4) Ambrosia beetles: These farm fungi like Fusarium solani and Raffaelea. Some of their farms also interestingly contain the fungus Cephalosporium (see below for more on this); these are cultivated in galleries carved into the wood of dead or live trees by the beetles. At least 11 clades of such beetles with more than 3,500 species possess different levels of agriculture. Many of them bear their fungal crop in special membranous pockets, mycangia, within which the fungi exist in a yeast-like form that serves as the inoculum for a new crop. The mycangia have evolved in the prothoracic segment (e.g. Dendroctonus frontalis) or the mesonotal segment (e.g. Xylosandrus germanus) or the mandibular region (e.g. Xyleborus affinis).
5) Attine ants: Fungi; these are the leaf-cutter ants that cut up plant material and transport them to their underground chamber to use as compost for their fungi. The newly mated queen leaves the mother’s nest carrying an inoculum of fungus to start a new crop. One of the fungal crops of the attine ants is the mushroom Leucoagaricus gongylophorus which has specialized hyphae called gongylidia which are rich in fats and sugars.
6) Damsel fish: rhodophyte algae (e.g. Polysiphonia or Womersleyella cultivated by Stegastes nigricans); They might cut the surface of coral to encourage their crop to take hold.
In terms of animal husbandry we have farmer ants which herd “flocks” of aphids and leaf-hoppers and Homo sapiens who has many domestic animals. The relative rareness of these suggests that it takes a lot for agriculture or animal husbandry to be an evolutionarily stable strategy. Studying the non-human agriculturalists reveals some striking parallels and lessons.
Most non-human agriculturists, which are relatively well studied, share certain key traits that appears to be critical for overcoming the problems relating to investment in agriculture. This is the use of biological warfare to protect their crops:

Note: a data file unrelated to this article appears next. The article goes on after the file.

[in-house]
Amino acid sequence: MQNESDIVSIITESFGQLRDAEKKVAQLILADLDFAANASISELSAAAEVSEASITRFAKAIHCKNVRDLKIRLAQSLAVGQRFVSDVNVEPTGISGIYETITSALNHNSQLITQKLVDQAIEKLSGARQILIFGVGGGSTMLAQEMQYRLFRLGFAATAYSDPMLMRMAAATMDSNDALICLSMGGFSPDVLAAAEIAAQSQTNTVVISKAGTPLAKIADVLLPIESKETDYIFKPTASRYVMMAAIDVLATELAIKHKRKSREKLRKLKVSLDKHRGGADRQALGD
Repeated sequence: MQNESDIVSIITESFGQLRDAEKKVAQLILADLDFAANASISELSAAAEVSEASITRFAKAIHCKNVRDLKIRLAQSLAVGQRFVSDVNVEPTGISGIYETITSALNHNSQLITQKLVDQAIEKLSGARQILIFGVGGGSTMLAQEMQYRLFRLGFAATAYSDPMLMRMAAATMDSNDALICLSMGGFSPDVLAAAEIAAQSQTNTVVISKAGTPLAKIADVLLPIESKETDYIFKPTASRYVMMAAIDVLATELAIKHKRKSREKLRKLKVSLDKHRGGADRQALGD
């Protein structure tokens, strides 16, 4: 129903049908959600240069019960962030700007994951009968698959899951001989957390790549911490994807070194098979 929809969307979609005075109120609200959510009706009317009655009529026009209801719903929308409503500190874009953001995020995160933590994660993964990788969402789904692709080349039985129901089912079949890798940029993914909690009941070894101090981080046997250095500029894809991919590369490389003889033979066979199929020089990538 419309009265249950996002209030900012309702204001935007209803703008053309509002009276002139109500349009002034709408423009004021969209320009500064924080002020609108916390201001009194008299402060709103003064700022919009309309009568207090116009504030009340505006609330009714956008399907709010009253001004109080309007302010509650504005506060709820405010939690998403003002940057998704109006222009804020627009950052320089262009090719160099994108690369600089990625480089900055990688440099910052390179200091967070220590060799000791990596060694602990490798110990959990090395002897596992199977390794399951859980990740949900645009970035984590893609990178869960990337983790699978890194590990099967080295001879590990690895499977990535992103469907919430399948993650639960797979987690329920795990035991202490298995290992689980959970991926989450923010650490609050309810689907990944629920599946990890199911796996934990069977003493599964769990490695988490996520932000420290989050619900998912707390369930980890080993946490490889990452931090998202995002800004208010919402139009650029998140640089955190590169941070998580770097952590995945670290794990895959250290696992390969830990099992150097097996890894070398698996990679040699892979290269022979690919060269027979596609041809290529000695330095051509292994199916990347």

● The slime mold Dictyostelium, in addition to packing their food bacteria into the fruiting body, pack certain other bacteria (5-10% of bacterial mass) that are not food (In the studied example this bacterium is Burkholderia xenovorans). These non-food bacteria secrete molecules that harm the non-farmer amoebae that might try to free-load off the bacterial crop of the farmers. Thus, the non-farmers are excluded from utilizing the crop of the farmers or finishing up all food bacteria before they can be packed into the fruiting body. Some years ago we discovered an RNA-cleaving toxin in Dictyostelium, Tox-EDA39C, which has evolved from bacterial toxins. This is likely to have been acquired from symbiotic bacteria, such as those it farms, and might be also deployed as an additional line of defense against the freeloaders or even “weed bacteria” that might compete with the crop.
● The termite Macrotermes natalensis cultivates Bacillus subtilis as its bio-warfare agent. This bacterium produces the antibiotic bacillaene which is a polyene with 2 amide linkages. This antibiotic prevents the growth of antagonistic fungi that harm of the termite’s chosen mushroom Termitomyces while not inhibiting the latter. Thus it could keep the chambers free of competing fungi.
● The ambrosia beetle Dendroctonus frontalis which farms the fungus Entomocorticium (one of LR Batra’s fungi) also keeps a strain of Streptomyces thermosacchari in its mycangia. This actinobacterium produces an interesting antibiotic mycangimycin which contains a seven-conjugated double bond chain and a five-membered endoperoxide ring linked to acetic acid. Another beetle farmer Xyleborinus saxesenii houses the bacterium Streptomyces griseus strain XylebKG-1 that produces a cocktail of antibiotics. These antibiotics kill the rival fungi which harm the crop of the beetle. In this context the fungus Cephalosporium, typically farmed as a secondary fungal crop, might also produce antibiotics that are antagonists of competitors. In addition to fungal “weeds”, these beetles are victims of mycokleptic beetles that drill holes parallel to the farmer beetles and invade their galleries to raid their crops. We wonder if some of the other bacteria found in the mycangia, such as the Mycoplasmas and Rickettsias might be used against such mycokleptic raiders (see below for similar use of bacteria in inter-insect conflicts).
● The attine ants similarly deploy actinobacterial species of Pseudonocardia, Streptomyces and Amycolatopsis against the antagonists of their fungal crops. The ant Acromyrmex octospinosus deploys a Streptomyces strain that produces a wide range of antibiotics, including the polyene candicidin and antimycin that might kill some antagonistic fungi. It appears that the attine ants might pick up new antibiotic-producing actinobacterial strains, even as antagonistic fungi evolve resistance to older antibiotics. Thus, ants appear to have preceded humans in an antibiotic search program among actinobacteria. In addition to antibiotics it is conceivable that proteinaceous toxins from the bacteria are also deployed in these battles.
In conclusion, most studied non-human farmers have a strong third party-dependent defensive strategy against parasites.